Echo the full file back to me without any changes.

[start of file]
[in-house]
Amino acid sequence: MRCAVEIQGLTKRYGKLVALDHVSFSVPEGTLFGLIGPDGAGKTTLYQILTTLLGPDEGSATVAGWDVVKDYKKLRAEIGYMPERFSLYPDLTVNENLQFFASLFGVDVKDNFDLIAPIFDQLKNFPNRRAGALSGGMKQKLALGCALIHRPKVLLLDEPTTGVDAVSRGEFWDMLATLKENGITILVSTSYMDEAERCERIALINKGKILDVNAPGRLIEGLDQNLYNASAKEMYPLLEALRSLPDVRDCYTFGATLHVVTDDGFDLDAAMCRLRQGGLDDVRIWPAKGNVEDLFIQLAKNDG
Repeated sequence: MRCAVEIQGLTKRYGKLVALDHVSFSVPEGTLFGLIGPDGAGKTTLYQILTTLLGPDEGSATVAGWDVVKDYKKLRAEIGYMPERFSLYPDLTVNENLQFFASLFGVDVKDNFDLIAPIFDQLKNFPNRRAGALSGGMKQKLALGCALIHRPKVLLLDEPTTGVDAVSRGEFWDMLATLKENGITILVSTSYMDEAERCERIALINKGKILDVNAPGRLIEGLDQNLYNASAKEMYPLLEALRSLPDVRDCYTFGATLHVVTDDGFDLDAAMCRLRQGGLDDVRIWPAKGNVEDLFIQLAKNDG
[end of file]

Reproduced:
[in-house]
Amino acid sequence: MRCAVEIQGLTKRYGKLVALDHVSFSVPEGTLFGLIGPDGAGKTTLYQILTTLLGPDEGSATVAGWDVVKDYKKLRAEIGYMPERFSLYPDLTVNENLQFFASLFGVDVKDNFDLIAPIFDQLKNFPNRRAGALSGGMKQKLALGCALIHRPKVLLLDEPTTGVDAVSRGEFWDMLATLKENGITILVSTSYMDEAERCERIALINKGKILDVNAPGRLIEGLDQNLYNASAKEMYPLLEALRSLPDVRDCYTFGATLHVVTDDGFDLDAAMCRLRQGGLDDVRIWPAKGNVEDLFIQLAKNDG
Repeated sequence: MRCAVEIQGLTKRYGKLVALDHVSFSVPEGTLFGLIGPDGAGKTTLYQILTTLLGPDEGSATVAGWDVVKDYKKLRAEIGYMPERFSLYPDLTVNENLQFFASLFGVDVKDNFDLIAPIFDQLKNFPNRRAGALSGGMKQKLALGCALIHRPKVLLLDEPTTGVDAVSRGEFWDMLATLKENGITILVSTSYMDEAERCERIALINKGKILDVNAPGRLIEGLDQNLYNASAKEMYPLLEALRSLPDVRDCYTFGATLHVVTDDGFDLDAAMCRLRQGGLDDVRIWPAKGNVEDLFIQLAKNDG